How do we live out our obligations and responsibilities in these moments of suffering? Are we awake and present... are we just passing through? For surely if we are awake we are a part of it all…we see and thus hear and feel the "half of her heart dead…though she is still alive", we feel the pale warmth of a body shaven, and the shaken hand of the partner preparing to go home in this new reality, we feel the tremor in the arms of the woman who we helped position the pillow against the chest wall that now is raw and aches with the pressure of a drainage tube, we show her how to pin the drainage tube to her top, and position the pillow so she doesn't feel like her chest wall is falling open… and we wrap our arm securely around her good arm and waist so she does not topple over…. you see being present requires all of our senses-- it requires being awake to it all…your poem…awakens us…it calls us back… it reaches into me…and opens a space for it all- for the suffering, for the want to do good….to be good…and at the same time you reach the brokenness that exists in all of us….when things go wrong…human frailty…when we hurt…when we make mistakes… when we hurt one another ("run from each other") and "don't tell your stories…"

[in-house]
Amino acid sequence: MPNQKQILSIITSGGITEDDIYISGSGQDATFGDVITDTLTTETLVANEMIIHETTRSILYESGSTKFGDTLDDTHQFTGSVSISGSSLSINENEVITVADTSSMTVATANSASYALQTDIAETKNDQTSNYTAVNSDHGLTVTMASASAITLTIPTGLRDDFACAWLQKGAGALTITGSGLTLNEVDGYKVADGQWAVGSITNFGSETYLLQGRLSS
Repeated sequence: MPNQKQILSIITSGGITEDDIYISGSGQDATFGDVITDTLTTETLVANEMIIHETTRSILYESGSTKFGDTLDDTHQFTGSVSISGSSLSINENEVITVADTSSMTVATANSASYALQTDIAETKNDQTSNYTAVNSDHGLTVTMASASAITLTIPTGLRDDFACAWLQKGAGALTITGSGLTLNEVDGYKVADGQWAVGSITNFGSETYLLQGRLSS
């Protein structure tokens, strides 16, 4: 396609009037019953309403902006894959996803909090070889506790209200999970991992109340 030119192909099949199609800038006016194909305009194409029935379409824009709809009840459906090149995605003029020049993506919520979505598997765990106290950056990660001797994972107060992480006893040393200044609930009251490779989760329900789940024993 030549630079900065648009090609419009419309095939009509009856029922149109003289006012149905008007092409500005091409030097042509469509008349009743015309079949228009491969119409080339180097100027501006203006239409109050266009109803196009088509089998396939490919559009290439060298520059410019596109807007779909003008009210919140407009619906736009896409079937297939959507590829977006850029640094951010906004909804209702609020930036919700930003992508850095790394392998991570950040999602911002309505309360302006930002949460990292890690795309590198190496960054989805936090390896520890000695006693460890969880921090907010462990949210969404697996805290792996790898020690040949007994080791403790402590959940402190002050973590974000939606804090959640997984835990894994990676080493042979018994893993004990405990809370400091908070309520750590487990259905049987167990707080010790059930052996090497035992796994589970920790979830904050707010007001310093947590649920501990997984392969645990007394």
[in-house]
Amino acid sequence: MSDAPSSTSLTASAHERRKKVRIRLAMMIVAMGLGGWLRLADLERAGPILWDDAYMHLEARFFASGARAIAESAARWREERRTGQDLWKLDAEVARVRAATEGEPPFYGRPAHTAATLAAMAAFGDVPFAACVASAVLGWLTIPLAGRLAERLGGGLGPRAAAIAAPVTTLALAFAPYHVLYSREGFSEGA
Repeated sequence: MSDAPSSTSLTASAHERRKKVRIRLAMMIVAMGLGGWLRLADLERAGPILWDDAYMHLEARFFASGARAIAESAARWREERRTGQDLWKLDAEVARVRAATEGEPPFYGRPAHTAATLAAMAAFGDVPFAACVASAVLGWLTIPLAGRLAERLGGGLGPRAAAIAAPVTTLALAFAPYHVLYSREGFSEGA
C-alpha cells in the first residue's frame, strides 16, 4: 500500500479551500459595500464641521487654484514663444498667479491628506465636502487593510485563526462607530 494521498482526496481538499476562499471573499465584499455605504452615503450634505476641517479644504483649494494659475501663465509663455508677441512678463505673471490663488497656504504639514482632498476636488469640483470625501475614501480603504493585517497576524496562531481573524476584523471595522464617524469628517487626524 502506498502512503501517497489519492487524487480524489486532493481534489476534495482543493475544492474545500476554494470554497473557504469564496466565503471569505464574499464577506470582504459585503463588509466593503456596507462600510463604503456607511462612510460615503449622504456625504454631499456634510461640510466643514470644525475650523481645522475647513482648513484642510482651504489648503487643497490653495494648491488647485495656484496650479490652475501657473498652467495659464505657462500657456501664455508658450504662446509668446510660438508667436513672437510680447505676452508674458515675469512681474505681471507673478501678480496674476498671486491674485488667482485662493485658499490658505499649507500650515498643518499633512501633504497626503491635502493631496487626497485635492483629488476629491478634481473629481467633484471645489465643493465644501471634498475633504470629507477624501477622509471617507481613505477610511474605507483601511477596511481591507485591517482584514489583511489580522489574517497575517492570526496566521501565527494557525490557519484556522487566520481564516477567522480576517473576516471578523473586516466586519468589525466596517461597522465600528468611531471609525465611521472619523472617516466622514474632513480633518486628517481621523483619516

You just say it "on the surface things look fine, a buried instrument rusts out/ People run away from each other in shock. Don't tell your stories, they yell!" You found the words to speak of what as practitioners we must face, that sacred moral space. Your words reach into the silence, those words are a whisper –– buried instrument… run away –– the whisper rises above the noise and opens up what is so difficult to say. It physically catches me and I wonder what does it mean to be fully present… to be awake… for surely if we were awake we would turn to the suffering, and we would need one another, (patient, family, nurse, physician) to be totally present in the suffering…even the suffering we caused…we need one another…needing one another we speak our 'truths' with humility…hoping our words will reach the other… Your words tell a 'truth' people run away….don't tell your stories… and we are exposed… the brokenness…

PS-- as RNs we hold to a Code of Ethics, to a way of practicing and being 'good nurses', and when we make mistakes we have to report our mistakes immediately. Reporting has been associated with ideas of blame and shame, but I wonder if we look at reporting from a moral stance, if we can see reporting as an aspect of living well together, of being a community. Thus, as RNs when we make a mistake we talk with our physician colleagues, our managers/team leaders and we unpack what went terribly wrong, exploring what should be done next, keeping our focus on the patient. Your poem returns us to a moral space of responsibility, obligation, of our lives together, of human emotion and spiritual growth… that exists in moments of mistakes and things going terribly wrong. We know we must report, and we know at times it can make you feel 'alone' and stripped'-- it is all a part of 'suffering'… and this is preciously why we need one another (patient, family, nurse, physician, managers and so forth)...

Michelle Spadoni, DNP, RN, Associate Professor, Lakehead University